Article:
Kerela’ ICT based education model has been winning accolades in the country. As the Central Advisory Board of Education has decided to adopt Kerala’s Information Communication Technology (ICT)-enabled education as a base model for other boards in the country
It is celebration time for e-content developers of two premier information and communication technology development agencies working in the field of school education funded by the State Government.
Their efforts have been identified as among the best in the country by the Union human resources ministry.
This clearly indicates that the ICT initiatives of the State are well ahead of other states.
Digital learning projects developed by the State Institute of Educational Technology (SIET) and IT@school have been lauded by different wings of the MHRD ministry.
The concept of dynamic e-textbooks developed by SIET has been approved by the Information and Communication Technology Project Monitoring group of the Union HRD ministry.
The Central Advisory Board of Education (CABE) has decided to adopt Kerala’s Information Communication Technology (ICT)-enabled education as a base model for other boards in the country by including it in the national ICT policy on education.
The CBSE and ICSE streams will also have to follow this model once this becomes part of the National Policy.
The decision was based on the report of the subcommittee on National ICT Policy for Education recommending the Kerala model as the base model.
Former executive director of IT@school, K Anvar Sadath, who was the special invitee to the sittings of the sub-committee, told Deccan Chronicle that the committee viewed the major advantages of Kerala’s ICT-enabled model to be its decision to empower existing teachers to handle ICT instead of bringing outside IT experts to schools to handle Computer Science; use of free and open source software; the emphasis on academic perspective; and cost effectiveness.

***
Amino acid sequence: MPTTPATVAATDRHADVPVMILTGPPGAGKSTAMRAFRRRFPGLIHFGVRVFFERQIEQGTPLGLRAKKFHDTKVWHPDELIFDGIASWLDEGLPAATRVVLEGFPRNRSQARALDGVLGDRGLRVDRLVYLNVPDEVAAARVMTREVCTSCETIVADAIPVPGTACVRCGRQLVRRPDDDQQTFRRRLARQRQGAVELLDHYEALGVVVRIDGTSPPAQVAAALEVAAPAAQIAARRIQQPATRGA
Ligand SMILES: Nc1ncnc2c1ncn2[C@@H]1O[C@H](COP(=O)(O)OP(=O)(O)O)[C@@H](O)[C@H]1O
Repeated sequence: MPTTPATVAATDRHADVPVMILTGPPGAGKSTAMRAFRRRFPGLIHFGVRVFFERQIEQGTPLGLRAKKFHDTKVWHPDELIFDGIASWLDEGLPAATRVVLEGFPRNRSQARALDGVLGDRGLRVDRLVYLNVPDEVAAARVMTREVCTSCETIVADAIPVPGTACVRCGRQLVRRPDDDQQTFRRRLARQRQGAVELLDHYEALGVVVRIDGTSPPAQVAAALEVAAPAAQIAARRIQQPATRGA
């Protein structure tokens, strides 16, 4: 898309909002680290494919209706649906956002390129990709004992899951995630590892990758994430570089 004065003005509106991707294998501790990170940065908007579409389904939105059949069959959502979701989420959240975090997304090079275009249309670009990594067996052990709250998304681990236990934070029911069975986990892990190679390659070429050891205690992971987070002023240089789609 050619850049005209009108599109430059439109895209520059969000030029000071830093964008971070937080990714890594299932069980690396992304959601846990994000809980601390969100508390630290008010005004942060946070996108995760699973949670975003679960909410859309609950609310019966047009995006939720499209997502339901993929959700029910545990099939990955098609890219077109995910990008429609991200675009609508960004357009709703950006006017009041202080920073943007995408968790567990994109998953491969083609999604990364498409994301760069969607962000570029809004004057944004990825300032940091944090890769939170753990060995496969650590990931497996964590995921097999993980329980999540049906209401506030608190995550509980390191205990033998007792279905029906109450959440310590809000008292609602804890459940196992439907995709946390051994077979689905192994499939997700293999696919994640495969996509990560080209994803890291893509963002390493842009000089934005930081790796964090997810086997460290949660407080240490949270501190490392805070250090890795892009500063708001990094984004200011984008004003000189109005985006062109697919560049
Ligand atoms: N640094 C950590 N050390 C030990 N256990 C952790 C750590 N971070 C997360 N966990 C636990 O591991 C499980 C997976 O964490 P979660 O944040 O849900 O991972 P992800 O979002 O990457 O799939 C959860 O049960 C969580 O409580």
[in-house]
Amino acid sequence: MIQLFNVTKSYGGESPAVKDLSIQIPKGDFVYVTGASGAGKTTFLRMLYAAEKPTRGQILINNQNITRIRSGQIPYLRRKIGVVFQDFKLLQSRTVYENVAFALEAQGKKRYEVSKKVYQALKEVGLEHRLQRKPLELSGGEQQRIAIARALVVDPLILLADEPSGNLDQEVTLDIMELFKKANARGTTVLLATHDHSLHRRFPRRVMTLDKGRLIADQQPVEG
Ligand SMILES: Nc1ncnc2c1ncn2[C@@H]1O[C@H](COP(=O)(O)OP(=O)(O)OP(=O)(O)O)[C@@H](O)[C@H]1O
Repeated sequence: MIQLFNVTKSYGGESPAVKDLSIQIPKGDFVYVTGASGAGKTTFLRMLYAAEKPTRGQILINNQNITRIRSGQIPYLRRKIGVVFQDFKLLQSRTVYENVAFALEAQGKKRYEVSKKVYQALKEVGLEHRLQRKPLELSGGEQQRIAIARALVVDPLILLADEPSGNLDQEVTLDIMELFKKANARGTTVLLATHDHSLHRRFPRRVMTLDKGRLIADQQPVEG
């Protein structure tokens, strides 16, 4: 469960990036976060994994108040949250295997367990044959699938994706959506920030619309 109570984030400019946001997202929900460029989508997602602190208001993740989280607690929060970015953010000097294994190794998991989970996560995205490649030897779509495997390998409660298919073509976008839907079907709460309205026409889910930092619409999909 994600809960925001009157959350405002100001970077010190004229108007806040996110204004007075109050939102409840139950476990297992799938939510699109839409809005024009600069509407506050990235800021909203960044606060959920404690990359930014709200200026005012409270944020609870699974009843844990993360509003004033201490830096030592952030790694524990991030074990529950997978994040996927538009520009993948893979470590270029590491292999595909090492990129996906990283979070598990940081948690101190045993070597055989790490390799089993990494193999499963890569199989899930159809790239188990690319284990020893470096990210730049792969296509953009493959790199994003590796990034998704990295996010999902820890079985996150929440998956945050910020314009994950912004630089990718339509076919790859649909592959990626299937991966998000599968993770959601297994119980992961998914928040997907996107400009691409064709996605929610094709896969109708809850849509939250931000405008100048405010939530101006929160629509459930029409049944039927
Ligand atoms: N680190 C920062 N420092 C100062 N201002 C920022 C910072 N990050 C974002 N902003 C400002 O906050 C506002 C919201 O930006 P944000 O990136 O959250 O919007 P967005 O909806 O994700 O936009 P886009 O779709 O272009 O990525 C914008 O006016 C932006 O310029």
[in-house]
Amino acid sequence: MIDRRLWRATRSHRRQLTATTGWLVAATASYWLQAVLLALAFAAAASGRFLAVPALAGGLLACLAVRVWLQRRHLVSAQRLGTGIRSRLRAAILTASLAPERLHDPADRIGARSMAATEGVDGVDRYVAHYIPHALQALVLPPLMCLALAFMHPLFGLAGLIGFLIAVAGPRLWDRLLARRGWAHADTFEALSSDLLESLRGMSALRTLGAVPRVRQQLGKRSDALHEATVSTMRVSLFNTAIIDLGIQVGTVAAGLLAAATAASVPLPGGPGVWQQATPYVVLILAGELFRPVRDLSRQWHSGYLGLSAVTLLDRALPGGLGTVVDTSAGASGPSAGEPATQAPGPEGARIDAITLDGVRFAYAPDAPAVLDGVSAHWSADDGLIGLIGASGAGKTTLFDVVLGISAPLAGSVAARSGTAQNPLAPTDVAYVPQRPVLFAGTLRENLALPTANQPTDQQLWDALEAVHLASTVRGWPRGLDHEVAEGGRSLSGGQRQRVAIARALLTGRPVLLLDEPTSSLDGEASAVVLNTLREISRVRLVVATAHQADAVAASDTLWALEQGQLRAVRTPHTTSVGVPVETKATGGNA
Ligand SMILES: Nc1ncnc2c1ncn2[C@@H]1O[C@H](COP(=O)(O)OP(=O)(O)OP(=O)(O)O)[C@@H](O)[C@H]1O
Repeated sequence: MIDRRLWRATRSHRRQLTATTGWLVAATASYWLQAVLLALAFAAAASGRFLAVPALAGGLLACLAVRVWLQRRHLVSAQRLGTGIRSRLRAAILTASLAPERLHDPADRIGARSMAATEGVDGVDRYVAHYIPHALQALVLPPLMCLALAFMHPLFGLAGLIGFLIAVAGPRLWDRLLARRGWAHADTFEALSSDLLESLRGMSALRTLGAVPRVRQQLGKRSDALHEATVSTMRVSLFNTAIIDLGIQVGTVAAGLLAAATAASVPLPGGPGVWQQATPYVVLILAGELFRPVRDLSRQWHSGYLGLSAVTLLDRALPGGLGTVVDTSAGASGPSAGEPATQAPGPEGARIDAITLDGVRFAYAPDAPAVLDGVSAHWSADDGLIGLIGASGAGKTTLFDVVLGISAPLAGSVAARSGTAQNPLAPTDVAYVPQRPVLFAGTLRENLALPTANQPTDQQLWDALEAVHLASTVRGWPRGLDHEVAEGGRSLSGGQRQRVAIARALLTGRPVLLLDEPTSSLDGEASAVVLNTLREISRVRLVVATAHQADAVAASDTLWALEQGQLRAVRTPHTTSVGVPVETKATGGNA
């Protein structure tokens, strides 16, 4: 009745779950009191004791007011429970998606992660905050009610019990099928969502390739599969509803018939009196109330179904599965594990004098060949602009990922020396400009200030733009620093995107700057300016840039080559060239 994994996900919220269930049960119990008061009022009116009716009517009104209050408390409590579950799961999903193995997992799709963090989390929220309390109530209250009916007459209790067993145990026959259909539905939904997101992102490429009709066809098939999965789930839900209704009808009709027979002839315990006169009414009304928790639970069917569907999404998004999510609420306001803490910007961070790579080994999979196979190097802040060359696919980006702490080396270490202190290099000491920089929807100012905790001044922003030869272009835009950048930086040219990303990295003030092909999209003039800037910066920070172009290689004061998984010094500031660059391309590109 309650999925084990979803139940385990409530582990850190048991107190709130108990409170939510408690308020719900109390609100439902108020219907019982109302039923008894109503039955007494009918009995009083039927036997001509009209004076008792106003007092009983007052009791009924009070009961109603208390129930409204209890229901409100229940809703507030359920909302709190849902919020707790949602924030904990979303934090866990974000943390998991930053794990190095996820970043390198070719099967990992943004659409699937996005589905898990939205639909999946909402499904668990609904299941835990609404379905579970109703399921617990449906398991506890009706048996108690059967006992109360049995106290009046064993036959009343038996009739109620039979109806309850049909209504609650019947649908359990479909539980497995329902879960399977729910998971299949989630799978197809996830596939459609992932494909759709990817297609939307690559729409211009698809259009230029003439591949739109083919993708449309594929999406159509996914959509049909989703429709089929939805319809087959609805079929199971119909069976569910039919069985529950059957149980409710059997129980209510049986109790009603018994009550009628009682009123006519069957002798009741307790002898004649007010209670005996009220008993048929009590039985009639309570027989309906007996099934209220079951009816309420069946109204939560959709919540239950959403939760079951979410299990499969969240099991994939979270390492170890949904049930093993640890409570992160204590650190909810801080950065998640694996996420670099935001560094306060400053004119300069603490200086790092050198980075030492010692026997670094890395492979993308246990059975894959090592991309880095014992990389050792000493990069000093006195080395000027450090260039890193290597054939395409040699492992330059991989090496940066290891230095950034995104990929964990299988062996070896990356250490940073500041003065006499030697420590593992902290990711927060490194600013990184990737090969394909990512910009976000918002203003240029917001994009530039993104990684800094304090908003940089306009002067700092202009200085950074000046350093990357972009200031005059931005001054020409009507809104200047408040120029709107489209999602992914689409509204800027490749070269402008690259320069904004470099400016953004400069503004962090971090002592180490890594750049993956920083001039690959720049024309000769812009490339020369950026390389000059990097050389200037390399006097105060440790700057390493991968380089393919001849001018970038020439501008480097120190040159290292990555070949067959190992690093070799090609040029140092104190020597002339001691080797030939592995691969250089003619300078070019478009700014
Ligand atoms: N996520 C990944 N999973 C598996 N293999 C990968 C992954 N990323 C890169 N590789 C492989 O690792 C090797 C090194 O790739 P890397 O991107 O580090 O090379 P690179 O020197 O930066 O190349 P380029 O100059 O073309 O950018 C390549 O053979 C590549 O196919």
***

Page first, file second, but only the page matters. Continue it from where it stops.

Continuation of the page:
While most states outsourced digital content through private vendors under the build, own, operate and transfer (BOOT) model, Kerala prepared its own digital content through Collaborative Content Development practices, Mr Sadath said.
SIET director Babu Sebastian said that in the first stage the textbook will be made available on the web portal of SIET.
At a later stage there are plans to provide the text books to computers provided to schools by the government.
The advantage of the dynamic e-text is that children can download the material from the e-textbook directly to a personal computer, laptop, mobile phone, or i-pad.
Tools like text, audio, video, graphics and animation will be used in the dynamic e-text book which is now in the final stages of development, said Mr Sebastian.
Using the e-text books students can listen to different topics using the ‘voice-over-text’ facility. It also uses animation sequences to explain scientific concepts and terms.
The textbooks will be designed in such a way that they are directly linked to dictionaries and an encyclopaedia, Dr Sebastian said.
Another specialty of the text is that it will have interactive tests at the end of each chapter. These tests will also be in the form of games, to sustain the interest of children in the topics they learn.
One of the attractions of such interactive test is that it uses sound effects and video clippings, he said.